And so I backed away, and as I said, I knew exactly what had happened. At that point, I wanted to hit it up the left side, and probably hit it up a little further left than I wanted to. But I did not want to be on the right side of the hole I wanted to give myself an angle up into the green, and I left myself with 112 yards I think, and I hit a pitching wedge, which I knew I couldn't hit over the green. So I hit it hard because I knew I wouldn't do that.
That left me up about 12 feet and of course when I made the putt, I realized that I was probably in the lead. I didn't know exactly if I was, but I probably was in the lead of the tournament.
So my goal and focus was then to not worry about anybody else, because they were going to chase me now and it was: How do you play the last hole. You want to ball in the fairway. You don't want to put the ball in the bunker. You want to play the 3-wood. I left myself 175 yards. I didn't want to be over the green. I didn't mind being on the front of the green. I didn't want to be on the front of the green, but I didn't mind being in the front of the green.
I hit a 5-iron, hit it solid. Just as I hit it, a little breath of wind hit me in the face and I knew exactly where it was going to go, it was going to go halfway up the slope and come back down. Fortunately I practiced that putt quite a bit prior to the Tournament because we redid the 9th green the previous year. Took them down from about 11 percent pitch to 8 percent pitch, keeping everything else the same.
So I knew that, so I practiced that putt earlier in the week. So I got there and practiced the putt and felt pretty certain I was going to win the tournament. I didn't realize that all Kite needed was a birdie at 18, and he was right behind me because I was focused on Seve and I wasn't watch what Tom was doing. And Norman was way back, and all of a sudden Norman made four straight birdies or something like that.
So all of a sudden, here is Greg Norman tied with me after 17. What a great second shot he played at 17 over there by the 7th green, played a little shot under the trees, ran up on the green and holed the putt.
I'm sitting in the Jones' Cabin watching that, and when Norman started making his first birdie, I was sitting down -- sitting there for a while and he made another birdie. And I said I'm not going to do very well sitting here. And so I started getting up and walking around the room pacing behind the couch, and he kept making birdies and so that didn't do any good because I couldn't control what he was doing.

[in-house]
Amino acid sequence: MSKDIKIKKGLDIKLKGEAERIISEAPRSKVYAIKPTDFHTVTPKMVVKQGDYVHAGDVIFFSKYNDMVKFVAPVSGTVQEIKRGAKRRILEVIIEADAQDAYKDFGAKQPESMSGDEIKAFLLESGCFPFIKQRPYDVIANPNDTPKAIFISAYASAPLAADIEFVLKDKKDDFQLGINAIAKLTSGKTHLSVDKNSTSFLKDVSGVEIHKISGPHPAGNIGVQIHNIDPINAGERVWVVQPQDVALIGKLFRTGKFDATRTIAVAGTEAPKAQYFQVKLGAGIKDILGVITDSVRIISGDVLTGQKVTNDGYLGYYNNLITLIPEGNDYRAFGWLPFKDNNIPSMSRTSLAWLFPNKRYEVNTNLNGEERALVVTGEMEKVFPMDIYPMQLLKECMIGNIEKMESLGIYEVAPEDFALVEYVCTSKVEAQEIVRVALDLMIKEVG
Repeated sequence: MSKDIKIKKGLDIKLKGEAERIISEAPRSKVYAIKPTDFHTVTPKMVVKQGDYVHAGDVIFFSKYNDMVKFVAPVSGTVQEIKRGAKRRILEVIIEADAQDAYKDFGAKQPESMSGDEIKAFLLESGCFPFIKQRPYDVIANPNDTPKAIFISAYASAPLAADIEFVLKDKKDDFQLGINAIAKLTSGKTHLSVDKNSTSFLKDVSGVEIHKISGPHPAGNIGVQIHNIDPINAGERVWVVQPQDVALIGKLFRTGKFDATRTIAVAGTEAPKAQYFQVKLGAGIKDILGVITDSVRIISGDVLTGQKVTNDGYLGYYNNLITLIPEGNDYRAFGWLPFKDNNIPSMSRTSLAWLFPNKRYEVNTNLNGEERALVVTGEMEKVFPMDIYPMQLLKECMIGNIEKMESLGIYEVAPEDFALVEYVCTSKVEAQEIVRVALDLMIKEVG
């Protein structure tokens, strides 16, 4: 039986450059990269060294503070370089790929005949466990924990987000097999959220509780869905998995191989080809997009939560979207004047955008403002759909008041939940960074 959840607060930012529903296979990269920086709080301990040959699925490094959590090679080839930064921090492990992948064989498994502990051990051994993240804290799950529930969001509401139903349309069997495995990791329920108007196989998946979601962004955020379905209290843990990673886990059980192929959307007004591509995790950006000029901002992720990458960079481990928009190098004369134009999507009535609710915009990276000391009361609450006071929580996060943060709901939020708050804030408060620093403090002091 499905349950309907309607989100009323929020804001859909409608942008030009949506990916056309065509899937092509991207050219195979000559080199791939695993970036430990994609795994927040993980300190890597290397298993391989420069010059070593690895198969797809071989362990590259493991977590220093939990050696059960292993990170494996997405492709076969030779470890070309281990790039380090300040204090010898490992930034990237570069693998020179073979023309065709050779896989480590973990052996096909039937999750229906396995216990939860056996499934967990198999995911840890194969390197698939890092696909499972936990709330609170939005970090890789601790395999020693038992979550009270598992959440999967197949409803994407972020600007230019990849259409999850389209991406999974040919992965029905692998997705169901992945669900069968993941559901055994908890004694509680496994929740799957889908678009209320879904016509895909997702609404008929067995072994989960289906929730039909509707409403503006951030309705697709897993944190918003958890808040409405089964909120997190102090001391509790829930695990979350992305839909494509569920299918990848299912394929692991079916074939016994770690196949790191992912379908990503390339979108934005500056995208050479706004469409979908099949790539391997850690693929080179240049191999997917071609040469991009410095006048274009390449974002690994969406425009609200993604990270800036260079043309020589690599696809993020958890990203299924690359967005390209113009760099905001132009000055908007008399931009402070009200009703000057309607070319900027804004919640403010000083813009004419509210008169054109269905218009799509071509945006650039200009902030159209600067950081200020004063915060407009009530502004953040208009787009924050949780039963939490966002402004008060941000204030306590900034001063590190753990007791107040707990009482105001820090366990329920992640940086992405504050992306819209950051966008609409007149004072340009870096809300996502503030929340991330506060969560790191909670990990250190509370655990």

And then of course he played the bad second shot at 18.
Did that answer what you were asking me? Probably a little longer than you wanted, but that's okay. (Laughter).
Q. We are used to it.
Q. Sandy Lyle, who obviously played with you, said that the putt on 17, much more difficult to read than most people think. Do you remember much about that and just how hard it was, and Jackie telling you something?
JACK NICKLAUS: You know, the putt was about a 12-foot putt, I'm guessing, 12-, 13 -foot putt, whatever it was. And I don't normally ask Jackie. I don't normally ask anybody. And I might confirm when I've got my kids, because Jack and Steve were both the two best caddies I ever had, as it relates because they were golfers, and they understood speed and what you have to do to a putt and not do silly things to it.
I asked Jackie and said, "What do you think?"
And he said, "Got to go right."
And I said, "Yeah, I know but I think it will come back to the left because of Rae's Creek." I said, "There's always that influence back there."
He said, "You sure?"
I said, "Pretty sure." So I hit the putt, played it out a couple inches on the left, the ball broke right and the ball sort of turned and sort of straightened out, which meant it was turning back towards Rae's Creek, and I obviously made the putt.
Now I have gone back and putted that putt a hundred times since. I don't think I've ever found the exact spot or the place it was before, but it's never broken left again (laughter) and frankly, I think that really is -- I think they have changed the green a little bit.
I don't know how often they re-sod the greens here, every couple three years they replace them and they change little items. If that green breaks back, that meant that the back part of that green was pitching away from a shot coming in. So they probably took that green and just probably lifted it. When they changed it, probably found the percentages, picked it up half a percentage.
If you go back to this golf course, every green has changed just a little bit, because I think that they work so hard at perfection here to get the thing the way they want it, that they do that. And they didn't pay any attention to the putt I hit obviously, but they paid attention to what was happening on that green; so I'm guessing they changed it.
Q. I understand there's a back story to why you were a little late this afternoon. Could you share that with us?
JACK NICKLAUS: Oh, they don't need to know that in here.
Q. I bet you they would.